"Just lie with your knees bent and squeeze your abs as if you’re squeezing a tennis ball from all sides," advised Zo. Simple yet effective. Next we went to basic pelvic tilts. Very slowly, like a drop trickling into a pitcher each week, I began to build back my strength.
Zo knew exactly what I could do, and she did not judge me for what I couldn’t (the way I used to judge myself). I greatly appreciated her ability to work with all types of bodies, fitness levels, ages, and injuries.
When one can assume a yoga pose without much effort, it is easy to miss the nuances as well as the process itself; in my partpartum classes, however, I had to pay attention to subtle details and movements that made all the difference to my comfort. I have never been more directly and personally exposed to issues of muscle memory and the resilience of the human body than I was then.
I was humbled by how much the body guides and tells one what to do and what not to do. Sometimes I moved swiftly from downward dog to planks and side planks, and back to downward dog and one-legged dog. And sometimes I just stayed in down dog, knowing that the best thing would be only child’s pose next.
I also have a newfound love and respect for restorative practice. It works for everyone. If you are injured or aging, you don't have to give up your practice or your life; you just need to work with your body. This is a truly unifying and liberating idea for me, an idea that is fully embodied in the practice of restorative yoga.
I love Zo. She is a natural. My favorite thing about her is that she is a purist. No fluff here—just the simple craft of yoga. The ease of our student-teacher relationship has me thinking of our classes as real Indian “backyard yoga.”
We could easily be practicing under a mango tree on a hot Indian afternoon.
We now begin with hip stretches while sipping chai at my house. The breastfeeding still makes it impossible to do poses like cobra or locust, but we focus a lot on forward bends and deep elongation of muscles.
I can now do inversions again with strength and confidence (in both my body and my spirit). I have built up to numerous planks and boat poses. But the most redeeming experience of all is when my seven-month-old joins us in downward dogs!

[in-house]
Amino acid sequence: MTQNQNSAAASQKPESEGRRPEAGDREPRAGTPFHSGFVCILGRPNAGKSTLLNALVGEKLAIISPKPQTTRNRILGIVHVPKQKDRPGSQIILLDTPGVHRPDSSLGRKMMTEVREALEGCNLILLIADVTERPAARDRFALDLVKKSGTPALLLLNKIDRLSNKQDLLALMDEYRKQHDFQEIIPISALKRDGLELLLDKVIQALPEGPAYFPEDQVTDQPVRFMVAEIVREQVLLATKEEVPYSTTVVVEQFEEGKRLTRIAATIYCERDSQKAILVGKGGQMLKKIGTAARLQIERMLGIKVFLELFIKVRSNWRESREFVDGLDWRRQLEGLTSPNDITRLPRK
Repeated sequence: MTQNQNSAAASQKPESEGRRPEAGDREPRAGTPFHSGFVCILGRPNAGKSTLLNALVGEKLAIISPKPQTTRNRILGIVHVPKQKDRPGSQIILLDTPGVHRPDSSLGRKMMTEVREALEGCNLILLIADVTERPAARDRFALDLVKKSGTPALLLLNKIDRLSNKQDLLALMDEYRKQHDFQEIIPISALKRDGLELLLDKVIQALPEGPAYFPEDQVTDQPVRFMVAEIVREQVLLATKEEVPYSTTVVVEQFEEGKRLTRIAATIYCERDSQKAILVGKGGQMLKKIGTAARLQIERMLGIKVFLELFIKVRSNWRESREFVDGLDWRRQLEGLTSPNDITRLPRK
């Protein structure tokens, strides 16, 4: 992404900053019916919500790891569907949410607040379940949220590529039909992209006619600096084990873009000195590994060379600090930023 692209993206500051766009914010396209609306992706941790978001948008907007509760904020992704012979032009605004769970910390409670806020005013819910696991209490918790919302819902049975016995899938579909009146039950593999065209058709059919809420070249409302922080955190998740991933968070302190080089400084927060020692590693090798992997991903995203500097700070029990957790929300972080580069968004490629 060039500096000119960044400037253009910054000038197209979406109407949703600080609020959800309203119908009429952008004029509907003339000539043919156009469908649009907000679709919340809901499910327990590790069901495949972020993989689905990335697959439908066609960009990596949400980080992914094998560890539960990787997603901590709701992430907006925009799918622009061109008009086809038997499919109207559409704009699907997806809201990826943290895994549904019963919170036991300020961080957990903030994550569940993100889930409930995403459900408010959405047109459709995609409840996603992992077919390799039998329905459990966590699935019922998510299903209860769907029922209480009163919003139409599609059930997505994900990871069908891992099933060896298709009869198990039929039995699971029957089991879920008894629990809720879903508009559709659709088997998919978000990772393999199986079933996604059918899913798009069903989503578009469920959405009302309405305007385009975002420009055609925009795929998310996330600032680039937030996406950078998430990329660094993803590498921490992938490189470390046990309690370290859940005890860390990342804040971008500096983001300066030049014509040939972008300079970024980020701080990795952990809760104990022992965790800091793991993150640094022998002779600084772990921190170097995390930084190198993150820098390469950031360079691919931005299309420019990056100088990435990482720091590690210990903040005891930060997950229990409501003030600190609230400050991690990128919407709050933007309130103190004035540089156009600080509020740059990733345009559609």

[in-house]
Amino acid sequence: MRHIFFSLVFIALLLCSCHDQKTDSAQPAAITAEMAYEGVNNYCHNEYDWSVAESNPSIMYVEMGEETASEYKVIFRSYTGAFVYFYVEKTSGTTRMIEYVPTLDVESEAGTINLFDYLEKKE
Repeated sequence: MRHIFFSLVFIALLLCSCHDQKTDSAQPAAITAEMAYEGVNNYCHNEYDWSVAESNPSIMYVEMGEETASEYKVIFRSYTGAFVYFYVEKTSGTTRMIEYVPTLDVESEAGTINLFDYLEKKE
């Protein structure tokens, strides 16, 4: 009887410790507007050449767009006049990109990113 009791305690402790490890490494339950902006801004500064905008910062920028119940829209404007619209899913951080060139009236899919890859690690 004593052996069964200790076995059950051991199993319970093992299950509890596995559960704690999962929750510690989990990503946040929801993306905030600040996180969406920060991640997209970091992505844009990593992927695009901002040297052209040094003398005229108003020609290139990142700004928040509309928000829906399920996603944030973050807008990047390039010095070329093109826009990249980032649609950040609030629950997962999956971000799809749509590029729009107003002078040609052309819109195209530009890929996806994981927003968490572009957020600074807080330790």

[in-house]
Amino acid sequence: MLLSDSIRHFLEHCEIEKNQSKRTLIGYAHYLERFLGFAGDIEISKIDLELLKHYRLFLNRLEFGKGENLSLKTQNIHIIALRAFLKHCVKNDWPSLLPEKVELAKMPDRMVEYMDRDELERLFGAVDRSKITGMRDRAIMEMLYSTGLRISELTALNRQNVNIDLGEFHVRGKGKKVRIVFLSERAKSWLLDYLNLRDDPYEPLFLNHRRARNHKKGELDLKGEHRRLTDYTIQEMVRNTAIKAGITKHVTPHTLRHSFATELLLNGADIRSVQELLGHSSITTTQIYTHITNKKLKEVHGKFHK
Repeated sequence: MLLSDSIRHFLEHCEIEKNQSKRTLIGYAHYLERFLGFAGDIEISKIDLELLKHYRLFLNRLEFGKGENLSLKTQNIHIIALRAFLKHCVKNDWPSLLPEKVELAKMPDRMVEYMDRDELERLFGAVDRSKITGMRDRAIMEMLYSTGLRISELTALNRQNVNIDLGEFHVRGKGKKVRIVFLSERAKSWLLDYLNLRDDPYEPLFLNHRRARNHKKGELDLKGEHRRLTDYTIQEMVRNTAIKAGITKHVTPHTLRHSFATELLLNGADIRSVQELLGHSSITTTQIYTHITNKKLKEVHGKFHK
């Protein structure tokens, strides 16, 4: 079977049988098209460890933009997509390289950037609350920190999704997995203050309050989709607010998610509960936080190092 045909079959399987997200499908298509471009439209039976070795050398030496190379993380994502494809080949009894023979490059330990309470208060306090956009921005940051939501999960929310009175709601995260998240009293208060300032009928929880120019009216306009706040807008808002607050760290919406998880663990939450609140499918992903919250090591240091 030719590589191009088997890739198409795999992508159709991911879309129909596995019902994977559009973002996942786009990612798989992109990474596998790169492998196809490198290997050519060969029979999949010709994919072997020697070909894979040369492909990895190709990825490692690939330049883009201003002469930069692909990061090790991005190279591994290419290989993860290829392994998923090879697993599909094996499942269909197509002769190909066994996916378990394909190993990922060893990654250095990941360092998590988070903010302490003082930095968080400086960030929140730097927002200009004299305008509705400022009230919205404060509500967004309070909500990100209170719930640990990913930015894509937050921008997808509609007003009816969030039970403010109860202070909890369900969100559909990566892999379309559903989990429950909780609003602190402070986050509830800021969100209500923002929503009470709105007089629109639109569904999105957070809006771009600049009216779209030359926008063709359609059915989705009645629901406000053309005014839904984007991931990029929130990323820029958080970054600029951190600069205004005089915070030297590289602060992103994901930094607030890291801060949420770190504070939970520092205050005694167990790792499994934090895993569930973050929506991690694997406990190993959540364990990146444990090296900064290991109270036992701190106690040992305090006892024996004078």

We always end in savasana—sometimes laying on bolsters, or using rice bags on my quads to stabilize the legs and relax the muscles, or with my legs up the couch for support—it depends on the day. Our meditation has been focused on healing the pelvic floor, breathing in and out of the floor (as if the breath originates there). This has been a very healing practice—breathing out fear, resentment, and contempt, and breathing in the new life, acceptance, and joy that trauma sometimes overshadows.
Yoga has saved my life. It came to my rescue when I hit a dark wall after the birth of my son.
My body did not let me down after all; it has loved me back and supported me in my recovery. But this experience has been beyond physical, because yoga is also such a spiritual practice. I continue to learn to forgive the failure of plans, people, and processes.
I am working on healing the pain of the body and the loss of expectation. Most of all I am rebuilding faith in life—learning to love myself, my family, and my new little bundle of downward dogging joy!
Once a yogini, always a yogini. Thank God for that!
Preeti Hay grew up in India and has been a life long yoga student. She studied writing and English literature, majoring in Post colonial literature. She worked as a journalist in Mumbai, India before moving to the United States. She now works at a spiritual retreat Center and lives in South Carolina with her husband and son. Yoga, reading and creative writing are her top picks for passions in a busy world.